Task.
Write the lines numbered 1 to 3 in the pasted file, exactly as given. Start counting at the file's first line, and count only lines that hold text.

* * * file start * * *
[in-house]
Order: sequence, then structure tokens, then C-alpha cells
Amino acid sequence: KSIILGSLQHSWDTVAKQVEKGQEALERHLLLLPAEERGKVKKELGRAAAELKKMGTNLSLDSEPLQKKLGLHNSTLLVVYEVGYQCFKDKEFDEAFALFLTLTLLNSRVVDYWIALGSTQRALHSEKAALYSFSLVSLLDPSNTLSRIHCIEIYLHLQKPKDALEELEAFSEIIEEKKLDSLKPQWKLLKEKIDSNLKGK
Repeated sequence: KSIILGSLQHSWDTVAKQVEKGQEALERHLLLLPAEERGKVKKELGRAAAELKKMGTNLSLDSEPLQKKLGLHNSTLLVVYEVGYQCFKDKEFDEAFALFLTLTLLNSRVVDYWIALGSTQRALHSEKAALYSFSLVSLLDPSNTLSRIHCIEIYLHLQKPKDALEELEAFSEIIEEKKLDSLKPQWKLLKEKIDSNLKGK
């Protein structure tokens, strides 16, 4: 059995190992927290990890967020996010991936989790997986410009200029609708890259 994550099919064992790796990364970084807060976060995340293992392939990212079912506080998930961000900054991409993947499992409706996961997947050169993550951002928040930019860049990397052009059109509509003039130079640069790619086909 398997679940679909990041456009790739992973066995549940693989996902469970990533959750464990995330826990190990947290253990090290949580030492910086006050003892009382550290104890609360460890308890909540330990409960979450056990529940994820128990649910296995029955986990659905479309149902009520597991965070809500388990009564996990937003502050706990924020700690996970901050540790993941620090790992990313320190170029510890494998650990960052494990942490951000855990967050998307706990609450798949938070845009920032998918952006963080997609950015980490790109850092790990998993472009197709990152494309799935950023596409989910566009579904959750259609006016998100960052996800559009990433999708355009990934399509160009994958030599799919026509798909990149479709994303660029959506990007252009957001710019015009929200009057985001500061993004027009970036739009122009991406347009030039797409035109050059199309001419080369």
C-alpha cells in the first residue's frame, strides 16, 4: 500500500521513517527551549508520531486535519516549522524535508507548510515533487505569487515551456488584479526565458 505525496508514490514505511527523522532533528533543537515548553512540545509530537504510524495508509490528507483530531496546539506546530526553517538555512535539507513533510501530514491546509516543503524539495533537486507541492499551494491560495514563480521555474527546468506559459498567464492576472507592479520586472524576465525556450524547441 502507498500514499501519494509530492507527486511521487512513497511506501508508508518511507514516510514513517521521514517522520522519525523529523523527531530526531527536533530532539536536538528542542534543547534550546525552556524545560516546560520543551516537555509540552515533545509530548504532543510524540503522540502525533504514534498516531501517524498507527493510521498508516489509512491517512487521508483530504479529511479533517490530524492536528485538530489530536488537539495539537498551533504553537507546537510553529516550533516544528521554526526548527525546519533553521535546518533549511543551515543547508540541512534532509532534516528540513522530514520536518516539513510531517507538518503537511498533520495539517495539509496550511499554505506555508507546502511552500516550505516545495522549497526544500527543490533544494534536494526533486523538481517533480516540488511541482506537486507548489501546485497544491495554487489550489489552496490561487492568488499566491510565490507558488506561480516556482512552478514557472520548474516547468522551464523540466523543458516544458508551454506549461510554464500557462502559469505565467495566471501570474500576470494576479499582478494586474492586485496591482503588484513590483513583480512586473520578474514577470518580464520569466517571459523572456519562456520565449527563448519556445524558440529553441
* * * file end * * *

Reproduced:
[in-house]
Order: sequence, then structure tokens, then C-alpha cells
Amino acid sequence: KSIILGSLQHSWDTVAKQVEKGQEALERHLLLLPAEERGKVKKELGRAAAELKKMGTNLSLDSEPLQKKLGLHNSTLLVVYEVGYQCFKDKEFDEAFALFLTLTLLNSRVVDYWIALGSTQRALHSEKAALYSFSLVSLLDPSNTLSRIHCIEIYLHLQKPKDALEELEAFSEIIEEKKLDSLKPQWKLLKEKIDSNLKGK